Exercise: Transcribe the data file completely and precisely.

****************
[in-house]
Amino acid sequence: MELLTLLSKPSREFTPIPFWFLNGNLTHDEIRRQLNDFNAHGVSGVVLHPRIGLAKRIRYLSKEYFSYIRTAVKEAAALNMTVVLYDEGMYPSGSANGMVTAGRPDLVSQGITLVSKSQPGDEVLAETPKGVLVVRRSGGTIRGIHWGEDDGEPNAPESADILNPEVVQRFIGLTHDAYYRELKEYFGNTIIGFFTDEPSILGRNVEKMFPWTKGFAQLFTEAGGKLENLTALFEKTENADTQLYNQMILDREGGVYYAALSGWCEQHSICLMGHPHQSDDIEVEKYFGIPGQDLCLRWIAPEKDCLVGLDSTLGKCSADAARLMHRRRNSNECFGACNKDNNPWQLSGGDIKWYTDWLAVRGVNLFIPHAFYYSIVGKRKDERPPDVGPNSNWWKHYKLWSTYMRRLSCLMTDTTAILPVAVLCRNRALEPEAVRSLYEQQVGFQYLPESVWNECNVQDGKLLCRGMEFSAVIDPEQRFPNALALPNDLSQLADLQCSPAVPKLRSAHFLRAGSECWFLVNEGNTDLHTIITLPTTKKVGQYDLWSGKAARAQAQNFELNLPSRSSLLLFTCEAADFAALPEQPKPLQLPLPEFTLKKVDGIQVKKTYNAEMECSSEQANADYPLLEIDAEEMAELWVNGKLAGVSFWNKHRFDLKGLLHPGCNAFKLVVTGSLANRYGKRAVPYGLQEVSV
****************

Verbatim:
[in-house]
Amino acid sequence: MELLTLLSKPSREFTPIPFWFLNGNLTHDEIRRQLNDFNAHGVSGVVLHPRIGLAKRIRYLSKEYFSYIRTAVKEAAALNMTVVLYDEGMYPSGSANGMVTAGRPDLVSQGITLVSKSQPGDEVLAETPKGVLVVRRSGGTIRGIHWGEDDGEPNAPESADILNPEVVQRFIGLTHDAYYRELKEYFGNTIIGFFTDEPSILGRNVEKMFPWTKGFAQLFTEAGGKLENLTALFEKTENADTQLYNQMILDREGGVYYAALSGWCEQHSICLMGHPHQSDDIEVEKYFGIPGQDLCLRWIAPEKDCLVGLDSTLGKCSADAARLMHRRRNSNECFGACNKDNNPWQLSGGDIKWYTDWLAVRGVNLFIPHAFYYSIVGKRKDERPPDVGPNSNWWKHYKLWSTYMRRLSCLMTDTTAILPVAVLCRNRALEPEAVRSLYEQQVGFQYLPESVWNECNVQDGKLLCRGMEFSAVIDPEQRFPNALALPNDLSQLADLQCSPAVPKLRSAHFLRAGSECWFLVNEGNTDLHTIITLPTTKKVGQYDLWSGKAARAQAQNFELNLPSRSSLLLFTCEAADFAALPEQPKPLQLPLPEFTLKKVDGIQVKKTYNAEMECSSEQANADYPLLEIDAEEMAELWVNGKLAGVSFWNKHRFDLKGLLHPGCNAFKLVVTGSLANRYGKRAVPYGLQEVSV